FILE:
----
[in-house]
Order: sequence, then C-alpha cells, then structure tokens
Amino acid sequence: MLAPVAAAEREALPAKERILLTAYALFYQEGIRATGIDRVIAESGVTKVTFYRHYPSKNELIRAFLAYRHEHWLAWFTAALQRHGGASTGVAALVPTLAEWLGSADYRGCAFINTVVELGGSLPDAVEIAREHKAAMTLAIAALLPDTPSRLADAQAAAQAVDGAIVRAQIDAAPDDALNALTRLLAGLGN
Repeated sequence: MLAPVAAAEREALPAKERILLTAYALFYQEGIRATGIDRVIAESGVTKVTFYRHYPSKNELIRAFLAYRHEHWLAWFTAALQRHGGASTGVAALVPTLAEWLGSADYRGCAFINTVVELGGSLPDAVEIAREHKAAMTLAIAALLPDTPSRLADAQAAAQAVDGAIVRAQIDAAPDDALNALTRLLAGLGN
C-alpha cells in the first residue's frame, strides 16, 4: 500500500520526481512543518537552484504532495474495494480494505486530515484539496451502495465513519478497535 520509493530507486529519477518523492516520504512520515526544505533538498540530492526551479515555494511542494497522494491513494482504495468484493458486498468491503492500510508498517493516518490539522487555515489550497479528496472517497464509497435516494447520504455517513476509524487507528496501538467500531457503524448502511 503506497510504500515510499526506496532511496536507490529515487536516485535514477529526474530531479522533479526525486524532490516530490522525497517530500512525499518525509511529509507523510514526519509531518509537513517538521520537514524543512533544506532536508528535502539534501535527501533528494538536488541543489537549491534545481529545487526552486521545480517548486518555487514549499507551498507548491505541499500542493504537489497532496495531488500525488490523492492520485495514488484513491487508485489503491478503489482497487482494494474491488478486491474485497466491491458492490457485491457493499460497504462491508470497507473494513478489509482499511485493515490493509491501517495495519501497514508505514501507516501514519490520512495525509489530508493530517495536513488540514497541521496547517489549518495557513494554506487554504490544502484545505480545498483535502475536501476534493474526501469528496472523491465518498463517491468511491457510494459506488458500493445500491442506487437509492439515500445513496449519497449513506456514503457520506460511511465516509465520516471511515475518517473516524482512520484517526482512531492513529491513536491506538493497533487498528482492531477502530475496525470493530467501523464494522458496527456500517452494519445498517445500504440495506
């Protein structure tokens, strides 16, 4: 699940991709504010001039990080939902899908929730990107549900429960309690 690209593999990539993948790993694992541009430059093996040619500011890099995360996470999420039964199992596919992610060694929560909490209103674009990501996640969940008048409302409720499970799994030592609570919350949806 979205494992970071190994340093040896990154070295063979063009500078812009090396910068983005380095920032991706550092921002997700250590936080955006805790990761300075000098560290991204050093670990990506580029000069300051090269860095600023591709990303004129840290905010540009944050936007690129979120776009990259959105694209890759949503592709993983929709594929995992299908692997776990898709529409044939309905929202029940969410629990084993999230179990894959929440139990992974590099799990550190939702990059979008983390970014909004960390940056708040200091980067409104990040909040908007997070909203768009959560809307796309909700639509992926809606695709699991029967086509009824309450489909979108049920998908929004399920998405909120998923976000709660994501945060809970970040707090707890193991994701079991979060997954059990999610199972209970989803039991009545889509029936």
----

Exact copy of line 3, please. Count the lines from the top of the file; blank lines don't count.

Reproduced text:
Amino acid sequence: MLAPVAAAEREALPAKERILLTAYALFYQEGIRATGIDRVIAESGVTKVTFYRHYPSKNELIRAFLAYRHEHWLAWFTAALQRHGGASTGVAALVPTLAEWLGSADYRGCAFINTVVELGGSLPDAVEIAREHKAAMTLAIAALLPDTPSRLADAQAAAQAVDGAIVRAQIDAAPDDALNALTRLLAGLGN